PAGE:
Consequently we attempted to extract as much as we could from Summaery 2018.
The biggest disappointment at Maison et Objet Autumn 2018 was that Announcement Lady wasn’t broadcasting across the halls, and so this year there was no continual “Mesdames, Messieurs”, and so we had no continual Sash soundtrack to carry us though our visit.
We just hope Announcement Lady’s absence wasn’t on account of us, we hope she didn’t quit because she felt we were mocking her, being cheeky, or otherwise making fun of her. We weren’t. It was genuinely one of our highlights at Maison et Objet Autumn 2017. One of the reasons we went back.
Fortunately, and as much as we missed her, there were a few other highlights to distract us in Paris this September.
And so with a hearty Encore une fois for auld lang syne, a Maison et Objet Autumn 2018 High Four!
While for most locations a design week is sufficient, Brussels takes a whole month. We’ve never asked why, just assume it is because in the bi-lingual Franco-Dutch city where everything has to be repeated twice, thrice when one considers the more or less obligatory English required for the large diplomatic community in the de facto European capital, everyone is just used to things taking a little longer and plan accordingly.
Whatever the reason, throughout September Brussels is playing host to a wide variety of design events, events reflecting various definitions, understandings and degrees of design, and over the next couple of weeks we’ll bring you some of those projects which particularly caught our attention, starting with an exploration of nature that while presenting unmistakable parallels to Brussels’ Art Nouveau heritage, couldn’t be further removed.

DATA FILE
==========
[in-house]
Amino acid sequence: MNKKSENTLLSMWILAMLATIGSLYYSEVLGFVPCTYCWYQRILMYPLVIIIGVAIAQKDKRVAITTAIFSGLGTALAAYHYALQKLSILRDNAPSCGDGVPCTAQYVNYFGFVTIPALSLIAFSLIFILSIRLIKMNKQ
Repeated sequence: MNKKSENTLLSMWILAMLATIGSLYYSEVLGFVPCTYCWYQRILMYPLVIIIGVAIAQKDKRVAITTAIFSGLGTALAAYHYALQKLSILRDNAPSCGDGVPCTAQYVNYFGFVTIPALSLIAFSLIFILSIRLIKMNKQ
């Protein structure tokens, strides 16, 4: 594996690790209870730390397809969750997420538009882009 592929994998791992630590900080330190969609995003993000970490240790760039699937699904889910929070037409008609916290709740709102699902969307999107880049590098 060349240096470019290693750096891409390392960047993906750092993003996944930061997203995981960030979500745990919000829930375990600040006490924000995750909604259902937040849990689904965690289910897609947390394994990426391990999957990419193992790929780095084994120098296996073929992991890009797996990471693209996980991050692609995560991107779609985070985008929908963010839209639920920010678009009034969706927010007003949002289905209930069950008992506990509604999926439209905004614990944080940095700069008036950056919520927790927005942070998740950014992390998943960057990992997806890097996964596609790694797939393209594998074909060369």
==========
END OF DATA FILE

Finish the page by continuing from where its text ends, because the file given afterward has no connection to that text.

Having made his way to America as a stowaway on an British freighter the Dutch abstract expressionist artist, and eponym of Rotterdam’s art school, Willem de Kooning, initially made his living as a painter and decorator.
Which, considered in context of his later work, is just the most delicious thought……
“No Willem, that wall ONLY green, that wall ONLY yellow, the doors ONLY white. And straight edges!!!”
On the train to Cologne the signs were unmissable, the sun may have been gloriously, victoriously, shinning, as it has done since Easter, from a clear azure sky: but autumn is definitely approaching. And while it may be a bit premature to start planning for next summer, at the annual spoga+gafa garden, freetime and equestrianism trade fair in Cologne, manufacturers presented what they expect us to sit on next summer in our gardens, on our balconies, while camping, the accessories they expect us to have around us while we do such and the ludicrously testosterone charged names of the barbecues they expect us to cook with.
But will we? Should we? Can we?
That unfamiliar bouquet in the air in Karlsruhe is the wind of change blowing through the Hochschule für Gestaltung: having guided, nurtured and, one assumes, wisely counselled, the design department since 1994 as Professor for Product Design Volker Albus is departing.
What that all means for the future is anyone’s guess, it’s very much a case of watch this space; for now all we could do is to what we do whenever a wind of change blows, and follow the Moskva down to Gorky Park and then on to the Hochschule für Gestaltung where the children of tomorrow were dreaming away at the 2018 Rundgang annual exhibition.
But would it be a glory night…….?
According to Germanic lore, “ein guter Septemberregen kommt nie ungelegen“, a good rain in September is never inopportune.
This year arguably more so than ever.
Similarly a good architecture and design exhibition in September is never inopportune.
And, and keeping with rain metaphors, while we can all remember what rain is, September 2018, sees a proper downpour of new architecture and design exhibitions. A downpour that is particularly opportune. Following July’s drought and its meagre 4 recommendations we have a ongoing deficit of one in our annual quota, the current deluge however means that for September 2018 we can present 6.